Attorneys & Professionals
A short history of SBCs
An SBC is a standardized explanation of health coverage intended to help individuals make apples-to-apples comparisons of their options for health coverage. The Internal Revenue Service, Department of Labor and the Department of Health and Human Services (the Departments) published proposed SBC rules and an SBC template on August 22, 2011. Those rules would have required employers to provide SBCs to employees enrolling in health coverage on and after March 23, 2012. But then the Departments announced, on November 17, 2011, that they would push back the SBC effective date while they considered the problems pointed out by the public.
The revised rules and template were published on February 9, 2012 (available at http://www.dol.gov/ebsa/healthreform/). The revised rules and template are an improvement over the originals, but are still going to pose challenges to employers.
When does your SBC need to be ready?
The new effective date for the SBC rules is based on the first open enrollment period and plan year starting on or after September 23, 2012 (six months later than the original March 23, 2012 effective date). The SBC rules apply to:
- The first open enrollment period starting on or after September 23, 2012; and
- The first plan year starting on or after September 23, 2012, for employees enrolling at some time other than open enrollment (for example, new hires enrolling after an initial waiting period or employees enrolling in connection with marriage, birth, adoption, loss of other coverage or other event).
If your enrollment year and plan year are the calendar year, the SBC rules will apply to your next open enrollment window (generally conducted in the fourth quarter of 2012) and to all enrollments on or after January 1, 2013.
SBCs are required for both grandfathered and non-grandfathered health plans. There is no exception for small employers.
When do SBCs have to be distributed?
After the effective date:
- SBCs have to be included in open enrollment materials. It is not clear whether the distribution will need to be at least 30 days before the first day of the enrollment period. We will watch for the Departments to clarify this point.
- If you do not hold an annual open enrollment, you have to distribute SBCs at least 30 days before the first day of each plan year.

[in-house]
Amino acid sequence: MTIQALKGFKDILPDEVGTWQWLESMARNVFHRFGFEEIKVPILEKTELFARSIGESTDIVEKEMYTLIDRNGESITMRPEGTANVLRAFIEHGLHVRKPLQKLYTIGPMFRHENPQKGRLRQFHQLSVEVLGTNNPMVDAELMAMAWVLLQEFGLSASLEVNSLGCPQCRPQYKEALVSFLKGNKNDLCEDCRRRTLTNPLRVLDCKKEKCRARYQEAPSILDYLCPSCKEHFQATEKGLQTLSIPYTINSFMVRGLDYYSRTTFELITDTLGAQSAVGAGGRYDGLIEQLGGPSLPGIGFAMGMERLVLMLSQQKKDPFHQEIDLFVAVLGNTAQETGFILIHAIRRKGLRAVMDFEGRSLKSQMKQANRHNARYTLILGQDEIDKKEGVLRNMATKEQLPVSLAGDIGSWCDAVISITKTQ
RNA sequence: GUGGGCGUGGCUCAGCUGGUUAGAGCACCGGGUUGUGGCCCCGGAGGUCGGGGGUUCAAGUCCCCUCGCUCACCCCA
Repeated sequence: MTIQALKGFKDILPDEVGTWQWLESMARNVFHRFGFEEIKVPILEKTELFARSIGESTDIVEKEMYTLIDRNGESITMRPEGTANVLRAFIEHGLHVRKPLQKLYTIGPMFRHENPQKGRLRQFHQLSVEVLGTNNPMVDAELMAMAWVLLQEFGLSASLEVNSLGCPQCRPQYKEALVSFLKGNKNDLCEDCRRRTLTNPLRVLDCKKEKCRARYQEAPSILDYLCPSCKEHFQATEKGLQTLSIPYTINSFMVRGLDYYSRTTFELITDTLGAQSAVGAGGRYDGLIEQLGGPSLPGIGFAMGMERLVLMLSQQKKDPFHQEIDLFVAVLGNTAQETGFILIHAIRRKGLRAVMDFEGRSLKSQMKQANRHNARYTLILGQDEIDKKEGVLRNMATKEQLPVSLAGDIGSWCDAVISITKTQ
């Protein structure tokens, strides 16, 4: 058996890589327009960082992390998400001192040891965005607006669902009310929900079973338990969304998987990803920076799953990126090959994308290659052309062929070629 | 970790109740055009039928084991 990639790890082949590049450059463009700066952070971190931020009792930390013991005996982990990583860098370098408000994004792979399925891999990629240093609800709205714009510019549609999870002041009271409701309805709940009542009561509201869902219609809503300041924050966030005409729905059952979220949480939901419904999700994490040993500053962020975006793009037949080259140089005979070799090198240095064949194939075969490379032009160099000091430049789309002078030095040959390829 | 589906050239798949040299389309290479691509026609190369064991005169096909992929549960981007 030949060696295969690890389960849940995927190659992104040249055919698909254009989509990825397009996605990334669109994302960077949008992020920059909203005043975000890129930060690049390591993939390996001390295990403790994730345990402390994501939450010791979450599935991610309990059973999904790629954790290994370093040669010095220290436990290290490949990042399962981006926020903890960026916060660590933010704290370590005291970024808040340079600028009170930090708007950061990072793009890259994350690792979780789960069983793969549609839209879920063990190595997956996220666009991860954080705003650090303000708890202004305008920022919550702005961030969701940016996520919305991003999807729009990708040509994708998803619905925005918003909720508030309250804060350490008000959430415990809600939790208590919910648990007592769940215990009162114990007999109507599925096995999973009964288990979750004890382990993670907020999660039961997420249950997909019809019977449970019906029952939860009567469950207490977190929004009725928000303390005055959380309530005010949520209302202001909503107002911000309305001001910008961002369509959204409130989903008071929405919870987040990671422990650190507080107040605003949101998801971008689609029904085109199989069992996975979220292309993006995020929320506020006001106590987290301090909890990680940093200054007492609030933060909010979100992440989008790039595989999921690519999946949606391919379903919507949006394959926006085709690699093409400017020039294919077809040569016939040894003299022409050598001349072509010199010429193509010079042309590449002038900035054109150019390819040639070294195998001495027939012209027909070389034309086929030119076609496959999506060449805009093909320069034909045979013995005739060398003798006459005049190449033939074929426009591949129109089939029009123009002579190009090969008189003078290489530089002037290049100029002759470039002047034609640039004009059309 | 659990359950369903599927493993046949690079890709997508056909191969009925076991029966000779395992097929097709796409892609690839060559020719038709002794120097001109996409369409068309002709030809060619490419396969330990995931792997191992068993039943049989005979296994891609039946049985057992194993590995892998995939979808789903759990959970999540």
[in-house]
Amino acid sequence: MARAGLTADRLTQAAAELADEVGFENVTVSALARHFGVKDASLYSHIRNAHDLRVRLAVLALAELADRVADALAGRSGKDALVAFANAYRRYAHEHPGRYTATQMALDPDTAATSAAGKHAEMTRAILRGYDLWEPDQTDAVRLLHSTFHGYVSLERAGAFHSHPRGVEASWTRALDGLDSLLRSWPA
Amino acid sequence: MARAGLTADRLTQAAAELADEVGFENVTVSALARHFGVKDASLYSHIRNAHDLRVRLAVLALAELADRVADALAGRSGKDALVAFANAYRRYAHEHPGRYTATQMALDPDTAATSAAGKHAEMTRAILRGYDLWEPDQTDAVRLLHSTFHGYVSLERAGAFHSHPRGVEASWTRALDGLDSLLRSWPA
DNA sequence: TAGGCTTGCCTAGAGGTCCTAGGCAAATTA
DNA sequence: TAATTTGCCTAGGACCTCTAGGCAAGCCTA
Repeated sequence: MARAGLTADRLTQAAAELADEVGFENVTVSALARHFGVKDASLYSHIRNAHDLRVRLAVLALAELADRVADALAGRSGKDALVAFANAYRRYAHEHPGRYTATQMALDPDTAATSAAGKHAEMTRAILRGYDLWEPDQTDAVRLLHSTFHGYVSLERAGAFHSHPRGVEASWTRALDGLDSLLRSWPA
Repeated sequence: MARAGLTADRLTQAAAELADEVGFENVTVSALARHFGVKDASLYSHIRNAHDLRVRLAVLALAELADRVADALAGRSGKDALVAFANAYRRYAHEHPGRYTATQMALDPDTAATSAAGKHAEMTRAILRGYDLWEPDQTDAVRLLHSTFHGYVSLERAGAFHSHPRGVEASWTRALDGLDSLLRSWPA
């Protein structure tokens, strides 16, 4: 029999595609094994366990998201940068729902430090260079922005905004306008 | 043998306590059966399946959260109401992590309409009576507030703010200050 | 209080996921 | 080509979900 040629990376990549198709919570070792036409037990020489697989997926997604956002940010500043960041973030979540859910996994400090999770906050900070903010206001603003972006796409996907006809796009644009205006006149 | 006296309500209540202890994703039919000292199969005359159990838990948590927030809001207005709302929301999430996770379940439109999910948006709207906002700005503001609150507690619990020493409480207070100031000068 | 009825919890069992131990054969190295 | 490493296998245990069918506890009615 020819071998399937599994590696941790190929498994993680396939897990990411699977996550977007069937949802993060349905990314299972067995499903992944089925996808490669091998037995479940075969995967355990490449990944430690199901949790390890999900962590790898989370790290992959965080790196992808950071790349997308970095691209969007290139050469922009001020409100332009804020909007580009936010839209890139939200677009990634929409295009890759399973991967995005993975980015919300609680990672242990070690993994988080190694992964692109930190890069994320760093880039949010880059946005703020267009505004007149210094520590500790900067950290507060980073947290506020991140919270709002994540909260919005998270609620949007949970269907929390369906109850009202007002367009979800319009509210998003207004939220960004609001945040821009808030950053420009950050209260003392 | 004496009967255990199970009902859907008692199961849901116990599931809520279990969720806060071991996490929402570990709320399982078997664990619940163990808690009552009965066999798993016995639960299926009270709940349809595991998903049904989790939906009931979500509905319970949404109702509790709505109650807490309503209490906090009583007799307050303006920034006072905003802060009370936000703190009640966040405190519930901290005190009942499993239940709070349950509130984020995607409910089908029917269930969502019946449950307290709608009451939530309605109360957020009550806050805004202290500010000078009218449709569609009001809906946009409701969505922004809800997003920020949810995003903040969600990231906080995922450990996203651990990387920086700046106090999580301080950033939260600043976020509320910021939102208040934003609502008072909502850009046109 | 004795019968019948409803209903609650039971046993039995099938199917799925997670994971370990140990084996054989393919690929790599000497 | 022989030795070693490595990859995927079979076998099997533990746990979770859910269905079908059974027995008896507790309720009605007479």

- SBCs have to be included in enrollment materials provided to newly eligible employees.
- Special rule for special enrollment: An eligible employee has the right to enroll himself or herself (and family members) in a group health plan in connection with special enrollment events such as marriage, birth, adoption, placement for adoption, loss of other coverage and gaining or losing eligibility for certain Medicaid and CHIP programs. You have to provide an SBC within 90 days after a special enrollment. This is also the deadline for providing a summary plan description to new enrollees.
- If a participant requests an SBC, you must provide it as soon as practicable but no later than seven business days of the request. (The original rule would have required you to provide the SBC within seven calendar days of a request.)
- If you make a material change to your group health plan that impacts the information in an SBC and that change takes effect other than at the beginning of an enrollment year, you must provide 60 days advance notice of the changes to the SBC.
Who is responsible for creating and distributing SBCs?
Responsibility for creating and distributing SBCs depends on whether your group health plan is insured or self-insured.
- If your group health plan is insured, the insurer will create the SBC. You can allocate responsibility for distributing the SBC to either the insurer or your plan, but both the insurer and the employer can be penalized for the failure to provide the SBC when required.
- If your group health plan is self-insured, you are responsible for creating and distributing SBCs. Your claims administrator may assist but the employer, as plan sponsor, remains legally responsible. Please let us know if you want us to help create your SBCs or review them for accuracy.
The Department once again provided a template, text for insertion and instructions. Generally, the creation of an SBC is a fill-in-the-blanks exercise where you transfer your group health plan design onto the template. You must follow the prescribed layout, font size (12 point), and (with one exception) wording. What’s new is that if the wording does not accurately describe one or more plan terms, you must use your best efforts to come up with something else that would accurately describe the terms.